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160 Ten-year clinical outcomes post treatment with mitoxantrone for relapsing remitting MS
  1. Eng Chuan Foo,
  2. Melanie Russell,
  3. Oliver Lily,
  4. Helen Ford
  1. Leeds Teaching Hospitals


Mitoxantrone has been used as induction or escalation treatment in highly-active relapsing-remitting multiple sclerosis (RRMS). Whilst effective, its use is limited by adverse events (AE).

Objective To report the clinical effectiveness and AE profile following mitoxantrone in a patient cohort with RRMS over a 10-year follow-up period.

Methods This retrospective study included all patients treated with mitoxantrone in the Leeds MS service between 2003 and 2015. We measured expanded disability status scale (EDSS) scores annually and recorded AEs and secondary progression (SPMS).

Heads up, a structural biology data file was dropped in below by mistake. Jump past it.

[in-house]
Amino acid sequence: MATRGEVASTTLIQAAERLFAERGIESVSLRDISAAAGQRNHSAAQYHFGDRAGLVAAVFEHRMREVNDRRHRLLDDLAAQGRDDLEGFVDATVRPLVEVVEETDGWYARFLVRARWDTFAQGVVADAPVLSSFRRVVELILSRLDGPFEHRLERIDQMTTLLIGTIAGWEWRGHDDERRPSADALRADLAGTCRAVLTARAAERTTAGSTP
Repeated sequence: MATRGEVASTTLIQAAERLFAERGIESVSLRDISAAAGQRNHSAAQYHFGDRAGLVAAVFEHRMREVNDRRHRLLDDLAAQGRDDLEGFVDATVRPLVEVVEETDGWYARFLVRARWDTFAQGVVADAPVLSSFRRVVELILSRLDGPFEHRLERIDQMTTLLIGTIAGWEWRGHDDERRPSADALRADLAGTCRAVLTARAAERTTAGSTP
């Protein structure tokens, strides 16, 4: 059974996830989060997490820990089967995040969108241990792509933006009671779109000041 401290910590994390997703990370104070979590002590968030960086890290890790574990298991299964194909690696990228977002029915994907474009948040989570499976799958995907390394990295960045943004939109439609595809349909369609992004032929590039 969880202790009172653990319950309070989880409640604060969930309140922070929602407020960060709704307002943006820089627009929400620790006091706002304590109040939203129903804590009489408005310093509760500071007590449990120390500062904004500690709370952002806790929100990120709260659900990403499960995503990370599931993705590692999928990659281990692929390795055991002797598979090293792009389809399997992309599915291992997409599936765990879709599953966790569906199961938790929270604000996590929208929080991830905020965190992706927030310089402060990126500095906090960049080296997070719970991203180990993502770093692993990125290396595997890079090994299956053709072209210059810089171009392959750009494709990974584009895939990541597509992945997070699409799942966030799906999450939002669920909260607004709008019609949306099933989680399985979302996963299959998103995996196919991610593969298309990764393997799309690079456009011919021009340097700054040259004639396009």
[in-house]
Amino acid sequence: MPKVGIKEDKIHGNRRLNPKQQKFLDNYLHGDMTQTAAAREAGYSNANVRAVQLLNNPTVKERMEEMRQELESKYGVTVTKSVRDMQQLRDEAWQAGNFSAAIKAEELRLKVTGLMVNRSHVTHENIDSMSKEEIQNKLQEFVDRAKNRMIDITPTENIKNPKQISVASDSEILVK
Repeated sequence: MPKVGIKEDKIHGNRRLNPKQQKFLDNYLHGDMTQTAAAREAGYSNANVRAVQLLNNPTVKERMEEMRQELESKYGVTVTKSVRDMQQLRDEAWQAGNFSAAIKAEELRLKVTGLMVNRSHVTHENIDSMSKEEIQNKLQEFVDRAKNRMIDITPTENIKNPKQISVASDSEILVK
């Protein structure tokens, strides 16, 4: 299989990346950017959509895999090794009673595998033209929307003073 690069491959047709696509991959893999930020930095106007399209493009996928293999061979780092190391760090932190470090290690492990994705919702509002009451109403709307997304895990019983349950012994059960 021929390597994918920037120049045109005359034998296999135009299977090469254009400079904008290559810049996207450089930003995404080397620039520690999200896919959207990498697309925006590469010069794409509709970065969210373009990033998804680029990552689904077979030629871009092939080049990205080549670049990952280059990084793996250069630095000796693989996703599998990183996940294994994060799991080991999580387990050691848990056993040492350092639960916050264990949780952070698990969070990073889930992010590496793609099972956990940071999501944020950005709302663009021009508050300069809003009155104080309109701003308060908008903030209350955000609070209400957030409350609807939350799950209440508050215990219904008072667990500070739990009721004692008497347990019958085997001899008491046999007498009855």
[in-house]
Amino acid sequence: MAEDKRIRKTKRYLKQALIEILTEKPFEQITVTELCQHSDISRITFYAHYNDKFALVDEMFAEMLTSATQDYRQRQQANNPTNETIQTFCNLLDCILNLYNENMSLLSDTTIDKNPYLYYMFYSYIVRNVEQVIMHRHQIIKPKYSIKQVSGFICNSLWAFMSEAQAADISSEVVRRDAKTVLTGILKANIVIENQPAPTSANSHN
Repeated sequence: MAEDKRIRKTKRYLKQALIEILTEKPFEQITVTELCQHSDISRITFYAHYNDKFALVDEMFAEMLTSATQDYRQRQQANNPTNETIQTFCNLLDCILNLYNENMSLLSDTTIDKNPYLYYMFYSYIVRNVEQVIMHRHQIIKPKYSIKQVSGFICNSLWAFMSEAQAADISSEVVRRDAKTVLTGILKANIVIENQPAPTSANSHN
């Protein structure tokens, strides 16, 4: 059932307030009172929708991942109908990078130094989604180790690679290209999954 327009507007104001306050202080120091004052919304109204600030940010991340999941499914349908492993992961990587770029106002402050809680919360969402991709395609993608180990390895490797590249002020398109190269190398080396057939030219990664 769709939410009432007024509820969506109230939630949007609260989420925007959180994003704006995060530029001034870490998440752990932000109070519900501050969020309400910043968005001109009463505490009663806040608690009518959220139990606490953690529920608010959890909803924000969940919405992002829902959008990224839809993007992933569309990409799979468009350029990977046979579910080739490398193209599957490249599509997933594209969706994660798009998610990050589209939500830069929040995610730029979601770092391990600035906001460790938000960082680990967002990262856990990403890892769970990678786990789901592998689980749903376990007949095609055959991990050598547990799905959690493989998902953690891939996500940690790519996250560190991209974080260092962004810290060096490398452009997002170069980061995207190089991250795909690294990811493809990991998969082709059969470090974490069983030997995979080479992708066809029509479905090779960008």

Results Forty-two patients (25 female, 17 male) were reviewed. Twenty-three (55%) received disease-modifying therapy (DMT) pre-mitoxantrone (17 interferon beta-1a, 4 glatiramer acetate, 2 natalizumab). Nineteen (45%) received further DMT post-mitoxantrone (1 interferon beta-1a, 9 glatiramer acetate, 5 natalizumab, 2 fingolimod, 2 dimethyl fumarate). Median pre-mitoxantrone EDSS score was 6.0 (95%CI 5–6). Median EDSS score at year 10 was 6.5 (95%CI 5–7). Nine (21%) developed SPMS. Commonest AE was nausea, n=6 (14%). Four (10%) developed serious AEs (1 arrhythmia, 1 left ventricular impairment, 1 pancytopaenia, 1 acute myeloid leukaemia). All serious AEs resolved and AML remains in remission for over 6 years.

Conclusion Mitoxantrone therapy is effective and relatively low risk with evidence of long-term benefits in RRMS patients.

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